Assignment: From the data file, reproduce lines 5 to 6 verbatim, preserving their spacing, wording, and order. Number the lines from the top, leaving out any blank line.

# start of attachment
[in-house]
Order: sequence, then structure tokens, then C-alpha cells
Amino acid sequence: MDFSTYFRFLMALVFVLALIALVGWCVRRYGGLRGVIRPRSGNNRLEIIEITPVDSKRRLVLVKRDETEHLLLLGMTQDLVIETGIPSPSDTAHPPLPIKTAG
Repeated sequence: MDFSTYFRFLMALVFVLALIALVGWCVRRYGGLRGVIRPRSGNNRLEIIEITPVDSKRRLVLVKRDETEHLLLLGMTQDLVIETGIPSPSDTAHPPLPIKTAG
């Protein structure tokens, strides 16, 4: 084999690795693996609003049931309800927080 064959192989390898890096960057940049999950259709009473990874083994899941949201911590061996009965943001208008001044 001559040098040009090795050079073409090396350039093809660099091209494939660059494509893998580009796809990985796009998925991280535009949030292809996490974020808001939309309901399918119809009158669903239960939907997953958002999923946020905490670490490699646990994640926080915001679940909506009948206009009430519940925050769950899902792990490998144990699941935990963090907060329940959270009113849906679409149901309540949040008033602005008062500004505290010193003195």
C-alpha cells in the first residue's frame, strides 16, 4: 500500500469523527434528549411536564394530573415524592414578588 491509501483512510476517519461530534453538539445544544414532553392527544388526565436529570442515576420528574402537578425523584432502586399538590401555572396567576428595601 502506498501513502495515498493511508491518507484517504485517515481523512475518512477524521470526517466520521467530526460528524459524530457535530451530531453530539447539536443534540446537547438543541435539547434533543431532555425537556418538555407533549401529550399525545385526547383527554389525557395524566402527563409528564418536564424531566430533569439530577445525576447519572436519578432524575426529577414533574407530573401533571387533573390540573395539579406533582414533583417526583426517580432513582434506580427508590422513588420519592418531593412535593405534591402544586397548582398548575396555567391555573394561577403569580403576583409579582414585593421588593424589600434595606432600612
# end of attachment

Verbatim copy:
């Protein structure tokens, strides 16, 4: 084999690795693996609003049931309800927080 064959192989390898890096960057940049999950259709009473990874083994899941949201911590061996009965943001208008001044 001559040098040009090795050079073409090396350039093809660099091209494939660059494509893998580009796809990985796009998925991280535009949030292809996490974020808001939309309901399918119809009158669903239960939907997953958002999923946020905490670490490699646990994640926080915001679940909506009948206009009430519940925050769950899902792990490998144990699941935990963090907060329940959270009113849906679409149901309540949040008033602005008062500004505290010193003195």
C-alpha cells in the first residue's frame, strides 16, 4: 500500500469523527434528549411536564394530573415524592414578588 491509501483512510476517519461530534453538539445544544414532553392527544388526565436529570442515576420528574402537578425523584432502586399538590401555572396567576428595601 502506498501513502495515498493511508491518507484517504485517515481523512475518512477524521470526517466520521467530526460528524459524530457535530451530531453530539447539536443534540446537547438543541435539547434533543431532555425537556418538555407533549401529550399525545385526547383527554389525557395524566402527563409528564418536564424531566430533569439530577445525576447519572436519578432524575426529577414533574407530573401533571387533573390540573395539579406533582414533583417526583426517580432513582434506580427508590422513588420519592418531593412535593405534591402544586397548582398548575396555567391555573394561577403569580403576583409579582414585593421588593424589600434595606432600612